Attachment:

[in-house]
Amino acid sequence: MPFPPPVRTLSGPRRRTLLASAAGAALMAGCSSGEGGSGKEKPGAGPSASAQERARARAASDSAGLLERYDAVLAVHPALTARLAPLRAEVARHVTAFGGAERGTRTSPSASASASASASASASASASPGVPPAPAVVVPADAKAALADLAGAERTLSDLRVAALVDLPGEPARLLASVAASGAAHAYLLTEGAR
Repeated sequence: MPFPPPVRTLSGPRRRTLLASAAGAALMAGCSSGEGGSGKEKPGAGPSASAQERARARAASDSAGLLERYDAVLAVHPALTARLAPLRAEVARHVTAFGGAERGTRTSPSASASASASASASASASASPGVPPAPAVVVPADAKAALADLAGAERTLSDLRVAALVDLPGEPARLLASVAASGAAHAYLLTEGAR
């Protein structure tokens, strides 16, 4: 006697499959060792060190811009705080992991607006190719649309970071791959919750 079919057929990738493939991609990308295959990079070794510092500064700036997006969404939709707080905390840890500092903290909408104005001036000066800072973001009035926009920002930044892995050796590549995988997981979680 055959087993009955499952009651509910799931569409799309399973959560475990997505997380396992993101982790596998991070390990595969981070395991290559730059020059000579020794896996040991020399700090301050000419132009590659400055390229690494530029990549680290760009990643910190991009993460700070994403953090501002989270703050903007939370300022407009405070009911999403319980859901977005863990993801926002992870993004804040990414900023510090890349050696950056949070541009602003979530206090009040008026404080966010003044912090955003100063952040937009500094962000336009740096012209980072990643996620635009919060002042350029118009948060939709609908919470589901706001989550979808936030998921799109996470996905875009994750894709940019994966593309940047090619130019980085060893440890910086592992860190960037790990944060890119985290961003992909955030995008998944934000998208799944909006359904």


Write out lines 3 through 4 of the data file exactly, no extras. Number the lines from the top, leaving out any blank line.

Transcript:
Repeated sequence: MPFPPPVRTLSGPRRRTLLASAAGAALMAGCSSGEGGSGKEKPGAGPSASAQERARARAASDSAGLLERYDAVLAVHPALTARLAPLRAEVARHVTAFGGAERGTRTSPSASASASASASASASASASPGVPPAPAVVVPADAKAALADLAGAERTLSDLRVAALVDLPGEPARLLASVAASGAAHAYLLTEGAR
């Protein structure tokens, strides 16, 4: 006697499959060792060190811009705080992991607006190719649309970071791959919750 079919057929990738493939991609990308295959990079070794510092500064700036997006969404939709707080905390840890500092903290909408104005001036000066800072973001009035926009920002930044892995050796590549995988997981979680 055959087993009955499952009651509910799931569409799309399973959560475990997505997380396992993101982790596998991070390990595969981070395991290559730059020059000579020794896996040991020399700090301050000419132009590659400055390229690494530029990549680290760009990643910190991009993460700070994403953090501002989270703050903007939370300022407009405070009911999403319980859901977005863990993801926002992870993004804040990414900023510090890349050696950056949070541009602003979530206090009040008026404080966010003044912090955003100063952040937009500094962000336009740096012209980072990643996620635009919060002042350029118009948060939709609908919470589901706001989550979808936030998921799109996470996905875009994750894709940019994966593309940047090619130019980085060893440890910086592992860190960037790990944060890119985290961003992909955030995008998944934000998208799944909006359904």